A.M. Splash: Tesla Plans Electric Car Charger Network; 11 Arrested in Hayward Police Shooting Protest; SJ Solar Plant Gets US Funds
- Tesla Motors unveils ‘Superchargers’ at event near Los Angeles (SJ Mercury News)
Addressing a key concern consumers have about electric cars — their range between charges — Tesla Motors (TSLA) on Monday unveiled an aggressive plan to build a nationwide network of high-speed “Superchargers” to make it possible for drivers of its all-electric Model S sedan to go on long road trips without having to make long stops to recharge their batteries. Tesla CEO Elon Musk, who has been dropping hints about Tesla’s foray into electric vehicle charging for months, wore a black “Supercharger” T-shirt and spoke before an enthusiastic crowd at Tesla’s design studio in Hawthorne. Some of the biggest applause came when he announced the charge-ups would be free for Model S drivers.
- Hayward: 11 arrested during protest of police-involved fatal shooting (Daily Review)
Nearly one dozen people were arrested Monday evening at a protest that police say stemmed from an officer-related fatal shooting that took place earlier in the day. Officers were called at about 7:30 p.m. to the intersection of East 13th Avenue and Tennyson Road where about 50 to 60 people had gathered, including some who threw bottles into the street, said Sgt. Mark Ormsby.
- Free Muni ride cheat with smartphone (SF Chronicle)
Getting a free ride on Muni no longer requires boarding through the back door and hoping a fare inspector doesn’t ask to prove you paid. Technologically skilled transit riders with the right type of smartphone can tinker with Muni’s paper limited-use fare cards and restore their values without paying. A firm specializing in security for mobile applications and devices has discovered a flaw that could allow some transit fare cards – including the Municipal Transportation Agency’s limited-use tickets but not plastic Clipper cards – to be abused by fare cheats.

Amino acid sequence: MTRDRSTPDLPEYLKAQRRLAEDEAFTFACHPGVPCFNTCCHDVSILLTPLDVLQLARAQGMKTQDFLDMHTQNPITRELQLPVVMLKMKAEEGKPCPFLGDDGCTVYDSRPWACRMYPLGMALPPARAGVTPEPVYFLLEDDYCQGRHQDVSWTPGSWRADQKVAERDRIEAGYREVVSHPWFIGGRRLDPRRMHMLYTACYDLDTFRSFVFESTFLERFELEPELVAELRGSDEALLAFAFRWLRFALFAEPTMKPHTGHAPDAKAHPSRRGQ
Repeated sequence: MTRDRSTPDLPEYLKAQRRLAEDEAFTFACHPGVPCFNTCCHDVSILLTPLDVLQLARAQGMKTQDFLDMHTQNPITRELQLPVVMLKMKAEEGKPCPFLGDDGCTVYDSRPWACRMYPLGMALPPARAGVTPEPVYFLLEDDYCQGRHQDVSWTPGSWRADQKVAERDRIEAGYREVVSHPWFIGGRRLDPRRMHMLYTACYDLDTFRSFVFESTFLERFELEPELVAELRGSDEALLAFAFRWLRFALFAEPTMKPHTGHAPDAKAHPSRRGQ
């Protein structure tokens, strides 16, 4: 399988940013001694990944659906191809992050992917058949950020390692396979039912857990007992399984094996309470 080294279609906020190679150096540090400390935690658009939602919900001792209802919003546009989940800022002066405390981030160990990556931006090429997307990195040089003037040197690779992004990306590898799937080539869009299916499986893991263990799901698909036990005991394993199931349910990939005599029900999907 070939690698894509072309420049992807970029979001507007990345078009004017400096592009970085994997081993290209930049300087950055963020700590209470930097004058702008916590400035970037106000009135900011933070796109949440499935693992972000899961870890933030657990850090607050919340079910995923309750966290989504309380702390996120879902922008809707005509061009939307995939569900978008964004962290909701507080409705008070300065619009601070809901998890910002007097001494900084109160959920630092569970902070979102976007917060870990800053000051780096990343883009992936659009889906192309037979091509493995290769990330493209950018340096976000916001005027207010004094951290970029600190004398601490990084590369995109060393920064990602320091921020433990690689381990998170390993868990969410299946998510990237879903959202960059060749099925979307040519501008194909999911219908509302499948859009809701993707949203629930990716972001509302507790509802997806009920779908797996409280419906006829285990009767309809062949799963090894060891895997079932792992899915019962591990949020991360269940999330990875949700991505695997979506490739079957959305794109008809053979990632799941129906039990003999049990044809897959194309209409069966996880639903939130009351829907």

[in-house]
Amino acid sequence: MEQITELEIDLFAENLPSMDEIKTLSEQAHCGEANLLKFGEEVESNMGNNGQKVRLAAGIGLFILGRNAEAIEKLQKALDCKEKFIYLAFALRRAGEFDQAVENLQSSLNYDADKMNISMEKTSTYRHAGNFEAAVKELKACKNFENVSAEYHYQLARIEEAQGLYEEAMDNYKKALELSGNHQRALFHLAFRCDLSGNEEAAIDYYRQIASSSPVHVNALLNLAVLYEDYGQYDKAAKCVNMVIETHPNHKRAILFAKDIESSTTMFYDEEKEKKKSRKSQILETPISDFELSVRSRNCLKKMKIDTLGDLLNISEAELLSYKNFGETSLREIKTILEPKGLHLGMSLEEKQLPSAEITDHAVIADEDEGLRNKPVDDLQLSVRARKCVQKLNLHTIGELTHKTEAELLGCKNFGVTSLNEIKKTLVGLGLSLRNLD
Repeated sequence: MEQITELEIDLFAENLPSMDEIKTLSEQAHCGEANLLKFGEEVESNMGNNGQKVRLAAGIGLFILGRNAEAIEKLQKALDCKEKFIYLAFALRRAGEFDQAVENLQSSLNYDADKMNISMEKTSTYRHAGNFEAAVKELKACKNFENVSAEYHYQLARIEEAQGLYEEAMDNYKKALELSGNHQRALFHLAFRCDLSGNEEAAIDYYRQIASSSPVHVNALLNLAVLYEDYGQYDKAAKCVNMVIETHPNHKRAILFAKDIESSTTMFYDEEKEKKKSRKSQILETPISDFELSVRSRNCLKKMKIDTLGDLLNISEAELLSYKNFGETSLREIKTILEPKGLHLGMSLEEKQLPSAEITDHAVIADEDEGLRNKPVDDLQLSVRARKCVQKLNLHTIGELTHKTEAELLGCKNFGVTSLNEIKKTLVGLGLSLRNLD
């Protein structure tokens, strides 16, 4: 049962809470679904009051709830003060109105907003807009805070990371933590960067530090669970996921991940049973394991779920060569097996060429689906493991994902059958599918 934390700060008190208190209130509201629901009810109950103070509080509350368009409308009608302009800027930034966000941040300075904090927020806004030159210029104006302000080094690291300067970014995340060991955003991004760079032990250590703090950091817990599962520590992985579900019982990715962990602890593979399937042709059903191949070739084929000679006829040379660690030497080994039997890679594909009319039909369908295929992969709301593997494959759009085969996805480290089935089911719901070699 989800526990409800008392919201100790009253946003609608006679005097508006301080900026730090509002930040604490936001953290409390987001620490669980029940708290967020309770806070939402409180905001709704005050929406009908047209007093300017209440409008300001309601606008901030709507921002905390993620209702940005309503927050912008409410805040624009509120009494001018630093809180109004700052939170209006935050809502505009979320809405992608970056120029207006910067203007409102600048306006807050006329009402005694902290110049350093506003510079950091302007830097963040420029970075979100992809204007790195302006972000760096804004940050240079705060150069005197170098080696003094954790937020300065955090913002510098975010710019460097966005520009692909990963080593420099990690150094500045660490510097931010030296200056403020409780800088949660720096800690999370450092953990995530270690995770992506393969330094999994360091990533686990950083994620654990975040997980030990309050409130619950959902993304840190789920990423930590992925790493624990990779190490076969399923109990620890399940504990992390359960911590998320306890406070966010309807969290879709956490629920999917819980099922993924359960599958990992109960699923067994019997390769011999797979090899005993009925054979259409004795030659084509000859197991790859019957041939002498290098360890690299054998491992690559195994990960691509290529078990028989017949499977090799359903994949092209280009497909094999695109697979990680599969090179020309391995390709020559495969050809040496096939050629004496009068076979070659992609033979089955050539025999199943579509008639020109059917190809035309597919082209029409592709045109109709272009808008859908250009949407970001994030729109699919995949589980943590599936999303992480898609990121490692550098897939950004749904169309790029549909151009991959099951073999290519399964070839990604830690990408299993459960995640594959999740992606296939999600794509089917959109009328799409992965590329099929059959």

- Chevron says pipe low on key protectant (SF Chronicle)
The pipe that failed at Chevron’s Richmond refinery last month had an abnormally low level of a key protective ingredient, leaving it vulnerable to corrosion caused by the sulfur and high temperatures in crude oil, a refinery official said Monday. When the 40-year-old pipe failed Aug. 6, it spewed hydrocarbon vapor that ignited, destroying part of the refinery and sending a cloud of black smoke over Richmond and nearby communities.
- San Francisco could OK among tiniest apartments in US (Bay Area Newspaper Group)
San Francisco may soon give new meaning to the word “downsizing.” Supervisors are set to vote on Tuesday on a proposed change to the city’s building code that would allow construction of among the tiniest apartments in the country. Under the plan, new apartments could be as small as 220 square feet (a little more than double the size of some prison cells), including a kitchen, bathroom and closet, the Los Angeles Times reported.
- Solyndra takes next step to sell plant (Oakland Tribune)
Fremont-based Solyndra, the solar-panel maker that received a $535 million U.S. Energy Department loan guarantee before going bankrupt, won court approval to hold an auction for its manufacturing plant. A federal bankruptcy judge approved on Monday procedures for handling the auction.